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Vanadium is often found in aquatic forms of life. The human body may need a little bit of vanadium, but scientists are not really sure.
Vanadium can react with a variety of other elements, and the chemical compounds it forms often have beautiful colors.
The amount of vanadium in the universe is 0.0001%, making the element nearly as common as copper or zinc. Vanadium is detected by spectroscopy in light from the Sun, and sometimes in light from other stars.
Vanadium is an element that is widely distributed in Earth's crust as well as in seawater and groundwater reservoirs. Therefore it exerts great influence on the issues related to life and the environment. Vanadium is utilized by several marine organisms. For example, there are vanadate-dependent haloperoxidases in algae and several bacteria (e.g. Azotobacter) use it for nitrogen fixation and bacterial reduction involves the conversion of vanadate to oxide vanadium (IV).
With an average concentration of 35 nM, vanadium (V) (essentially present in the form of ion pairs Na+H2VO4-) is the second-to-most abundant transition metal in seawater, outclassed only by molybdenum (present as molybate MoO42-, ca. 100 nM). Vanadate-dependent haloperoxidases (VHPOs) can be present in marine brown, green, and red, algae, in (symbiotic) marine cyanobacteria, in Streptomyces bacteria, and in terrestrial fungi and lichen. Since the discovery of the first representative of these haloperoxidases and the bromoperoxidase VBrPo of the brown algae Ascophyllum nodosum, also known as wrack or pigweed, a plethora of macroalgae has been reported to have available VHPOs hence haloperoxidases that contain vanadate H2VO4- coordinated to a histidine residue in the enzyme's active center, and thus clearly distinct from the more common heme- based and non-heme peroxidases.
The budget of dissolved vanadium in the oceans is remarkably well balanced, with about 40x109 g V/y to 50x109 g V/y inputs and outputs, and a mean residence time for dissolved V in seawater of ~130,000 y with respect to inputs from rivers. Inputs and outputs are as follows: continental dust, 155x109 g V/y; sea spray, 0.52x109 g V/y; volcanic emissions, 7x109 g V/y; biomass burning, 5x109 g V/y; natural, 3.7x109 g V/y; human-induced, 4.1x109 g V/y; fossil fuel combustion, 100-287x109 g V/y; ratio anthropogenic: natural, 0.59-1.71.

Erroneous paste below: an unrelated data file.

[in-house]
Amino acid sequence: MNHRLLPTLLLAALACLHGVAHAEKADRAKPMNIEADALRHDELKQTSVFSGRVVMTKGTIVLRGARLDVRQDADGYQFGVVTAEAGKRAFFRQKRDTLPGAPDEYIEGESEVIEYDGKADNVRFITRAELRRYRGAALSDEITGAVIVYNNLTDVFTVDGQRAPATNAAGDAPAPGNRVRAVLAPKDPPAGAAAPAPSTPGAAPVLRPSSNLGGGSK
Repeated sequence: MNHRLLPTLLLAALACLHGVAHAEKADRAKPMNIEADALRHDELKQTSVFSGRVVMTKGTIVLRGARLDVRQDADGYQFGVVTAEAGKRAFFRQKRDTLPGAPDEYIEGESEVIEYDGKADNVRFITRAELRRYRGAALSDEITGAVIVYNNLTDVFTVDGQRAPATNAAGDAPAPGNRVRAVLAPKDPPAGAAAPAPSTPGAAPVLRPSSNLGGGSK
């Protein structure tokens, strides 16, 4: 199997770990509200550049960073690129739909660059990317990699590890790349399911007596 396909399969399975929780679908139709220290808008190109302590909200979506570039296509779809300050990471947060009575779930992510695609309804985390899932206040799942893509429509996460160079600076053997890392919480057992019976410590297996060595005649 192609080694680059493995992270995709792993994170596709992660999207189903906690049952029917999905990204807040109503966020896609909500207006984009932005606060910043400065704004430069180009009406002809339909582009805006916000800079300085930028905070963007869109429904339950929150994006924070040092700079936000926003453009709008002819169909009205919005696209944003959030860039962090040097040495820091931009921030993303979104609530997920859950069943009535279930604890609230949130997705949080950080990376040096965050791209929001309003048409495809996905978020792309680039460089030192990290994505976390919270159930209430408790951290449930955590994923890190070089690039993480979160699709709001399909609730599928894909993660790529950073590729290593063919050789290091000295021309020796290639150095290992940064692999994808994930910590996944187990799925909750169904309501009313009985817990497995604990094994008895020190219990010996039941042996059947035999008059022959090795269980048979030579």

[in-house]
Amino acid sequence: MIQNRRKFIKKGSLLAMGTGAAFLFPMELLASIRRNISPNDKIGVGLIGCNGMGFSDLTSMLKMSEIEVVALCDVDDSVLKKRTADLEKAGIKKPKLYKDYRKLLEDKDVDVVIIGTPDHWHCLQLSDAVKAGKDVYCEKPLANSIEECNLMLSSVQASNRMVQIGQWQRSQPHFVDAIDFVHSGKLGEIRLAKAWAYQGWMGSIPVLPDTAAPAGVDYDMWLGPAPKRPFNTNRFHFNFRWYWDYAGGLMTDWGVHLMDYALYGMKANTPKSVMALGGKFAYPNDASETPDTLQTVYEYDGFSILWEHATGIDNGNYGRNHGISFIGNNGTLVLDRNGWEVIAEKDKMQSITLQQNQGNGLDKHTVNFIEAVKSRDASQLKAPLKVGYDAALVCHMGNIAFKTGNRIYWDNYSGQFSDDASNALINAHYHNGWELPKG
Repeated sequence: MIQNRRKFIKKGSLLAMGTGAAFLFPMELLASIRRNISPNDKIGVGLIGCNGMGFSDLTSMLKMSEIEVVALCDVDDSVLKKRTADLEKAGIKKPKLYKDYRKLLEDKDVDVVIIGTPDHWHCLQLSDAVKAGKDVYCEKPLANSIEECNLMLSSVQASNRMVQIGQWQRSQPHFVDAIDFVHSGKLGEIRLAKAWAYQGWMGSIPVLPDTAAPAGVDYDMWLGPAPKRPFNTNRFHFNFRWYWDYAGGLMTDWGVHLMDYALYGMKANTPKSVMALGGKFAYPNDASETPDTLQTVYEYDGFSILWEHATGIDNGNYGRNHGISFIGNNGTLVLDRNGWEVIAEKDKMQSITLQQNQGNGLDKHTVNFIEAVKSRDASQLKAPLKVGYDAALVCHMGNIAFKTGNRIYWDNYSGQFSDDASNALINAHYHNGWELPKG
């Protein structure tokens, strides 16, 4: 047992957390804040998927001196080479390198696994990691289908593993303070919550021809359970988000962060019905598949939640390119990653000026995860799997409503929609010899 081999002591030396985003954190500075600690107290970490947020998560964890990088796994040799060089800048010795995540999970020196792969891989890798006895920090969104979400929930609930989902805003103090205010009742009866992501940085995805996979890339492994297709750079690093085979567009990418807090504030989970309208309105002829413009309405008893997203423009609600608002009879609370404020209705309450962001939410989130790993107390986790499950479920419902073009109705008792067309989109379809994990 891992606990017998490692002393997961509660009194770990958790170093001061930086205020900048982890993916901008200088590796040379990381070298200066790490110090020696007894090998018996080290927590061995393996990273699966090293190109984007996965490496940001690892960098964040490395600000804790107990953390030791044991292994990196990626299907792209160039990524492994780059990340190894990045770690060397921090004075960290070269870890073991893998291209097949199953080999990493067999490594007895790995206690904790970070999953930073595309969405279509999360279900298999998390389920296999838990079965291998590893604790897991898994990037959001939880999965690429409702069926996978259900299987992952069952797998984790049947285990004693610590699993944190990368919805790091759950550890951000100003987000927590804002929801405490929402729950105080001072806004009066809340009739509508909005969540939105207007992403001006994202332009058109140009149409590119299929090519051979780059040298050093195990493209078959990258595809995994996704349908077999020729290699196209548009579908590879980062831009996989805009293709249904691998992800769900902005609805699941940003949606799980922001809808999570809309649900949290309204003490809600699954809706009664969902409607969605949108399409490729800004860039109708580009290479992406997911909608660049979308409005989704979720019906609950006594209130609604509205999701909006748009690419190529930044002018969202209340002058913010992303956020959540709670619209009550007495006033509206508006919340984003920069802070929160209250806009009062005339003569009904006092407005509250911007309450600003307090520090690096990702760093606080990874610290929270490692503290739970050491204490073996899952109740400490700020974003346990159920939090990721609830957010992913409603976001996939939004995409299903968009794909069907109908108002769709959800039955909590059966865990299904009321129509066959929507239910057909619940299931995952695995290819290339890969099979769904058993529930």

Changes in local redox conditions impart a significant isotopic fractionation from seawater as recorded in the local sedimentary V isotopic signature. Importantly, there is significant differences between the V isotope composition of sediments deposited in the open ocean setting with oxygen-deficient bottom waters compared to less reducing environments. Studies indicate that V is mainly delivered and enriched in anoxic sediments through settling particulates. Authigenic V isotope compositions in marine sediments are likely controlled by isotope fractionation between V species bound to particulates and dissolved in seawater, which likely varies the speciation and adsorption properties of V that are strongly controlled by local redox reactions.
Vanadium isotopes can be significantly fractionated during the delivery, cycling, and burial to the ocean. Temporal variations of 51V in seawater could be controlled by the aforementioned isotope fractionation and fluxes of various V sources and sinks to the ocean that is likely related to the global redox state of the oceans. A possible mechanism for the V isotopic offset between seawater and hydrogenous Fe-Mn crusts and nodules is the fractionation during the adsorption of V on the surface of the Fe-Mn oxyhydroxide.
Vanadium is the 22nd most common element in the Earth's crust. Metallic vanadium is rare in nature. However, vanadium compounds occur naturally in about 65 different minerals. Much of the world's vanadium production comes from vanadium-bearing magnetite found in ultramafic gabbro rocks. Vanadium is mined mostly in South Africa, north-western China, and eastern Russia. In 2013 these three countries mined more than 97% of the 79,000 tonnes of produced vanadium.
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